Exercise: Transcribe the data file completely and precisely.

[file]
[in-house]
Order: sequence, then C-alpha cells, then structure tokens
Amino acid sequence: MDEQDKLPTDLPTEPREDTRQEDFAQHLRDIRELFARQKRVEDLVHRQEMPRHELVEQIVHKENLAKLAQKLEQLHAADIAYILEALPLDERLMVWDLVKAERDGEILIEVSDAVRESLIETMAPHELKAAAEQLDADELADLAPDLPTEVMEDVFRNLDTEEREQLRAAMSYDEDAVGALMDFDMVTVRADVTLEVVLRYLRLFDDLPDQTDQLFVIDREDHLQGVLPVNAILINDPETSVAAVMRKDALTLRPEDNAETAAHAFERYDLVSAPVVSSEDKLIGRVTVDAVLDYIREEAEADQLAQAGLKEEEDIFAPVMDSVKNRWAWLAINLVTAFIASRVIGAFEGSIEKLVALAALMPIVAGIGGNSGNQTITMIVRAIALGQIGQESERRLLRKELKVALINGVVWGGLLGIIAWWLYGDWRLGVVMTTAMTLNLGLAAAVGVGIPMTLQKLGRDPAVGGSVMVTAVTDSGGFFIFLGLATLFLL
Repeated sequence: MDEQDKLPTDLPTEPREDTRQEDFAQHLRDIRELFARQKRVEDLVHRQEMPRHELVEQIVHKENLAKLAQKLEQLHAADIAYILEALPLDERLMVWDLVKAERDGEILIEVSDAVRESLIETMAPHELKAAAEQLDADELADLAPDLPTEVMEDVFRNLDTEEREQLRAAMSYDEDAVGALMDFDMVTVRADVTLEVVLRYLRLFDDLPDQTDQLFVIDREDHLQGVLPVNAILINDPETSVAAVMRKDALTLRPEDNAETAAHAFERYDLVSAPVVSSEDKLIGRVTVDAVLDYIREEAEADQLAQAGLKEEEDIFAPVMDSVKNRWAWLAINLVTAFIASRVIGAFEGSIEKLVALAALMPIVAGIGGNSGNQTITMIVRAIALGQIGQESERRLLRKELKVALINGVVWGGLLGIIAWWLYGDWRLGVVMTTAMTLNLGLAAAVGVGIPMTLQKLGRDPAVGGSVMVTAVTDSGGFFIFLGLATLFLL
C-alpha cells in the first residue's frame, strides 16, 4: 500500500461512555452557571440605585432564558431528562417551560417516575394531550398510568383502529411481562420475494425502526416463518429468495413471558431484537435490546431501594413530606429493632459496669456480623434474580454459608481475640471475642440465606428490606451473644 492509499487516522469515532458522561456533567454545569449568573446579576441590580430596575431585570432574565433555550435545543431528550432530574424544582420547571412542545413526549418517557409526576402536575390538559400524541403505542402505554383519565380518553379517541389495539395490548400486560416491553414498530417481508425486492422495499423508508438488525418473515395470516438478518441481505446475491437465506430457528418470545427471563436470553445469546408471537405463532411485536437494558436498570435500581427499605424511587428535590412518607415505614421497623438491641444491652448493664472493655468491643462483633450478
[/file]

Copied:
[in-house]
Order: sequence, then C-alpha cells, then structure tokens
Amino acid sequence: MDEQDKLPTDLPTEPREDTRQEDFAQHLRDIRELFARQKRVEDLVHRQEMPRHELVEQIVHKENLAKLAQKLEQLHAADIAYILEALPLDERLMVWDLVKAERDGEILIEVSDAVRESLIETMAPHELKAAAEQLDADELADLAPDLPTEVMEDVFRNLDTEEREQLRAAMSYDEDAVGALMDFDMVTVRADVTLEVVLRYLRLFDDLPDQTDQLFVIDREDHLQGVLPVNAILINDPETSVAAVMRKDALTLRPEDNAETAAHAFERYDLVSAPVVSSEDKLIGRVTVDAVLDYIREEAEADQLAQAGLKEEEDIFAPVMDSVKNRWAWLAINLVTAFIASRVIGAFEGSIEKLVALAALMPIVAGIGGNSGNQTITMIVRAIALGQIGQESERRLLRKELKVALINGVVWGGLLGIIAWWLYGDWRLGVVMTTAMTLNLGLAAAVGVGIPMTLQKLGRDPAVGGSVMVTAVTDSGGFFIFLGLATLFLL
Repeated sequence: MDEQDKLPTDLPTEPREDTRQEDFAQHLRDIRELFARQKRVEDLVHRQEMPRHELVEQIVHKENLAKLAQKLEQLHAADIAYILEALPLDERLMVWDLVKAERDGEILIEVSDAVRESLIETMAPHELKAAAEQLDADELADLAPDLPTEVMEDVFRNLDTEEREQLRAAMSYDEDAVGALMDFDMVTVRADVTLEVVLRYLRLFDDLPDQTDQLFVIDREDHLQGVLPVNAILINDPETSVAAVMRKDALTLRPEDNAETAAHAFERYDLVSAPVVSSEDKLIGRVTVDAVLDYIREEAEADQLAQAGLKEEEDIFAPVMDSVKNRWAWLAINLVTAFIASRVIGAFEGSIEKLVALAALMPIVAGIGGNSGNQTITMIVRAIALGQIGQESERRLLRKELKVALINGVVWGGLLGIIAWWLYGDWRLGVVMTTAMTLNLGLAAAVGVGIPMTLQKLGRDPAVGGSVMVTAVTDSGGFFIFLGLATLFLL
C-alpha cells in the first residue's frame, strides 16, 4: 500500500461512555452557571440605585432564558431528562417551560417516575394531550398510568383502529411481562420475494425502526416463518429468495413471558431484537435490546431501594413530606429493632459496669456480623434474580454459608481475640471475642440465606428490606451473644 492509499487516522469515532458522561456533567454545569449568573446579576441590580430596575431585570432574565433555550435545543431528550432530574424544582420547571412542545413526549418517557409526576402536575390538559400524541403505542402505554383519565380518553379517541389495539395490548400486560416491553414498530417481508425486492422495499423508508438488525418473515395470516438478518441481505446475491437465506430457528418470545427471563436470553445469546408471537405463532411485536437494558436498570435500581427499605424511587428535590412518607415505614421497623438491641444491652448493664472493655468491643462483633450478